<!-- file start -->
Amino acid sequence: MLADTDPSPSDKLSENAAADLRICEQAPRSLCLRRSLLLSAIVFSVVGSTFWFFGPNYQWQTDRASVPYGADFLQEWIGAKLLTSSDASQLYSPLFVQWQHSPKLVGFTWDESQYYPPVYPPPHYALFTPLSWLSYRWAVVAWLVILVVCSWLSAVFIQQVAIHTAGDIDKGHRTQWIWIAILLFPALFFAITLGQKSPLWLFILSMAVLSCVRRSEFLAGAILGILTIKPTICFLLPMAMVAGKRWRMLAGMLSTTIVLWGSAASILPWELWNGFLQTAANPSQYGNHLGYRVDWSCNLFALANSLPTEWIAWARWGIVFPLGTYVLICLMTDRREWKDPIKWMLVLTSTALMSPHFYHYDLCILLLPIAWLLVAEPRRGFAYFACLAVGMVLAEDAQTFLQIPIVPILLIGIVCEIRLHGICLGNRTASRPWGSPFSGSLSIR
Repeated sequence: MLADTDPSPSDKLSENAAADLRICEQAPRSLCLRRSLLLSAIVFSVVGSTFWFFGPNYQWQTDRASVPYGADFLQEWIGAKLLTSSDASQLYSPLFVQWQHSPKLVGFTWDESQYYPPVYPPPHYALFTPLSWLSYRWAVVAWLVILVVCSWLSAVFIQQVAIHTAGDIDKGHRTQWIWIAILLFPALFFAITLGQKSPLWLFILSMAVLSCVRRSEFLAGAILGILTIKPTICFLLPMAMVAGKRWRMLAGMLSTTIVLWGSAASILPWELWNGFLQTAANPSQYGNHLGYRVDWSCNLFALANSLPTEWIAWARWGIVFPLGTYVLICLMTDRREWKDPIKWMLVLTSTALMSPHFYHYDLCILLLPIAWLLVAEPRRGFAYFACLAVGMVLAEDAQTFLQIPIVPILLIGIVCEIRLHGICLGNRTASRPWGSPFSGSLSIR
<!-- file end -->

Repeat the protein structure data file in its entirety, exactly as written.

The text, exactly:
Amino acid sequence: MLADTDPSPSDKLSENAAADLRICEQAPRSLCLRRSLLLSAIVFSVVGSTFWFFGPNYQWQTDRASVPYGADFLQEWIGAKLLTSSDASQLYSPLFVQWQHSPKLVGFTWDESQYYPPVYPPPHYALFTPLSWLSYRWAVVAWLVILVVCSWLSAVFIQQVAIHTAGDIDKGHRTQWIWIAILLFPALFFAITLGQKSPLWLFILSMAVLSCVRRSEFLAGAILGILTIKPTICFLLPMAMVAGKRWRMLAGMLSTTIVLWGSAASILPWELWNGFLQTAANPSQYGNHLGYRVDWSCNLFALANSLPTEWIAWARWGIVFPLGTYVLICLMTDRREWKDPIKWMLVLTSTALMSPHFYHYDLCILLLPIAWLLVAEPRRGFAYFACLAVGMVLAEDAQTFLQIPIVPILLIGIVCEIRLHGICLGNRTASRPWGSPFSGSLSIR
Repeated sequence: MLADTDPSPSDKLSENAAADLRICEQAPRSLCLRRSLLLSAIVFSVVGSTFWFFGPNYQWQTDRASVPYGADFLQEWIGAKLLTSSDASQLYSPLFVQWQHSPKLVGFTWDESQYYPPVYPPPHYALFTPLSWLSYRWAVVAWLVILVVCSWLSAVFIQQVAIHTAGDIDKGHRTQWIWIAILLFPALFFAITLGQKSPLWLFILSMAVLSCVRRSEFLAGAILGILTIKPTICFLLPMAMVAGKRWRMLAGMLSTTIVLWGSAASILPWELWNGFLQTAANPSQYGNHLGYRVDWSCNLFALANSLPTEWIAWARWGIVFPLGTYVLICLMTDRREWKDPIKWMLVLTSTALMSPHFYHYDLCILLLPIAWLLVAEPRRGFAYFACLAVGMVLAEDAQTFLQIPIVPILLIGIVCEIRLHGICLGNRTASRPWGSPFSGSLSIR